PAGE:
Capital projects may send Northfield to polls for override vote
NORTHFIELD — Despite warnings from the Finance Committee that it would necessitate a proposition 21∕2 override vote, residents approved a $26,000 capital school project.
The project, if approved in all four Pioneer Valley Regional School District towns, would repair the heating, ventilation and air conditioning system, and install fire and burglar alarms in the district’s central offices.
Finance Committee Chairwoman Lois Stearns told the meeting that the committee recommended all other capital requests on the warrant. Some requests that had been made didn’t make it onto the warrant, she said. Though the committee did not support the central office project, Stearns said it was put on the warrant because all four district towns needed to vote on it.
Though the town sees a 4 percent increase in its share of the Pioneer budget, the $3.76 million was passed as part of the omnibus budget without a word of discussion.
The town operating budget passed was $6.85 million, up $315,707 from this year’s.
Voters approved $100,000 toward the purchase of a new fire truck, and $36,000 to replace a 2006 Chevrolet Impala police cruiser.
The town will use $5,000 to provide more opportunities for public presentation in the ongoing master plan process. Voters approved $60,000 in two articles that will provide equipment and a generator for the wastewater treatment plant.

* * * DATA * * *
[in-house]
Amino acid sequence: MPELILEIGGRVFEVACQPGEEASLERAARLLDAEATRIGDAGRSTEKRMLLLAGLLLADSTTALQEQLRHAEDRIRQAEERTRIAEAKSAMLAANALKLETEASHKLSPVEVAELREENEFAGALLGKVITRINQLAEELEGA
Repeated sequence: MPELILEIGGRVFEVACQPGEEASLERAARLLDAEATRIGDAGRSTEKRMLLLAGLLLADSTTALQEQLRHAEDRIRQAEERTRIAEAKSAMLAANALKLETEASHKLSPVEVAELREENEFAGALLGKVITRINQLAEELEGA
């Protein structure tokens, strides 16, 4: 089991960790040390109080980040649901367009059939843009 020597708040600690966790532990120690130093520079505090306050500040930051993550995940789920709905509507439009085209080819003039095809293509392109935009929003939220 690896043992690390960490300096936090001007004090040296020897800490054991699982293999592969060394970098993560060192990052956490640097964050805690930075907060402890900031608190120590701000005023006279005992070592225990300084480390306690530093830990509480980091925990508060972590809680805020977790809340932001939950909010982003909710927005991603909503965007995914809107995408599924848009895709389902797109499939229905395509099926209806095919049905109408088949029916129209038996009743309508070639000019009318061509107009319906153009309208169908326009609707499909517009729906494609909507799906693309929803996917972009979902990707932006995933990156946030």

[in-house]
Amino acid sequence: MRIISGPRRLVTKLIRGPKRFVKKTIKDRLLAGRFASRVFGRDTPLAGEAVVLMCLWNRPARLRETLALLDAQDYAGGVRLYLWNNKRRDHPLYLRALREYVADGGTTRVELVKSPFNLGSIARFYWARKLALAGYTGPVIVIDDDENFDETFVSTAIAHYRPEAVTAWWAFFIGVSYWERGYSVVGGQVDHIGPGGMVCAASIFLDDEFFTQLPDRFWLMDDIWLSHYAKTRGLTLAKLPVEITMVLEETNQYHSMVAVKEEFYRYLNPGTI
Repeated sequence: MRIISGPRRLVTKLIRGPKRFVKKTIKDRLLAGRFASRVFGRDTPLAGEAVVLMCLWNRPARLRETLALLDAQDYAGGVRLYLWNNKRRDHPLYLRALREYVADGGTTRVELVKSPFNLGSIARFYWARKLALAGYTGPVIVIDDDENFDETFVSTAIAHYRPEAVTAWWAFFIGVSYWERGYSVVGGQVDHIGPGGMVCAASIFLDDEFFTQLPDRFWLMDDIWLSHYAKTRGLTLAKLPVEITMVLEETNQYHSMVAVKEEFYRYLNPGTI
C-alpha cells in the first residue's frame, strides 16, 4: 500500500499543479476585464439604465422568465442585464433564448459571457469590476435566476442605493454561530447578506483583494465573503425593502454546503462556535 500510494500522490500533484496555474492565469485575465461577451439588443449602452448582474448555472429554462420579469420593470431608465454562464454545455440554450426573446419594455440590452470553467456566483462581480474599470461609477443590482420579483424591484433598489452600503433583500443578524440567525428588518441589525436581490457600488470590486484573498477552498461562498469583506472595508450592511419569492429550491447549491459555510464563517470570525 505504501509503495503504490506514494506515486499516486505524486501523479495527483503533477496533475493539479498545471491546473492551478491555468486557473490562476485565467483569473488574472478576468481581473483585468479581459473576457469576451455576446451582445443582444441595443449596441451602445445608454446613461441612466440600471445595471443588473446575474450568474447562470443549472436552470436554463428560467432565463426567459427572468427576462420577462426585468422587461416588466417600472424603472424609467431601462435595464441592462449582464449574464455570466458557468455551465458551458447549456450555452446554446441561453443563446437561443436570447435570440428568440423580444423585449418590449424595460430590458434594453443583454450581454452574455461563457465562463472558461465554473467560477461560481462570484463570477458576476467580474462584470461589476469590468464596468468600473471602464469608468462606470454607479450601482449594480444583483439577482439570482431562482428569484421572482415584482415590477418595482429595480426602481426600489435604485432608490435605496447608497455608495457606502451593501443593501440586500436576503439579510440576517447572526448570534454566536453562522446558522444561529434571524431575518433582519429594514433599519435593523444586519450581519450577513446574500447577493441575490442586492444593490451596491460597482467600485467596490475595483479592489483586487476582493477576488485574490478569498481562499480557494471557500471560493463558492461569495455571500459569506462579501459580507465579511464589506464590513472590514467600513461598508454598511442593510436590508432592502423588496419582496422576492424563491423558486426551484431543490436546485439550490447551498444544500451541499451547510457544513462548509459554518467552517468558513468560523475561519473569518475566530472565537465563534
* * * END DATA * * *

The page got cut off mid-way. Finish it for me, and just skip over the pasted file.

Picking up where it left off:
Voters also approved $10,000 to calibrate the elementary school’s heating system, and $18,980 for an alarm system, faucet hydrant, well pump and equipment air conditioning at Pioneer.
The town voted to allow the Selectboard to enter a long-term contract to buy renewable energy credits. The town had been approached by Hampshire Solar, part of the Hampshire Council of Governments, to receive a 21 percent discount on electricity through solar electricity credits. If the Selectboard decides to join, the town would have to enter a 20-year contract with solar electricity provider Nexamp.
Voters approved a one-year bylaw limiting residential growth. Once the bylaw goes into effect, a maximum of six new dwellings may be built in one year, and no one individual or entity will be able to build more than two dwellings per year. The bylaw considers a dwelling to be any building or separate part of a building that has sleeping, kitchen, and sanitary facilities. It will expire after one year, and the Planning Board plans to present a revised version of the bylaw at next year’s annual town meeting.
An article that would have delayed the demolition of historic buildings was defeated. Residents who spoke out against it said they agreed with the intent of the measure, but thought it took too many rights away from property owners.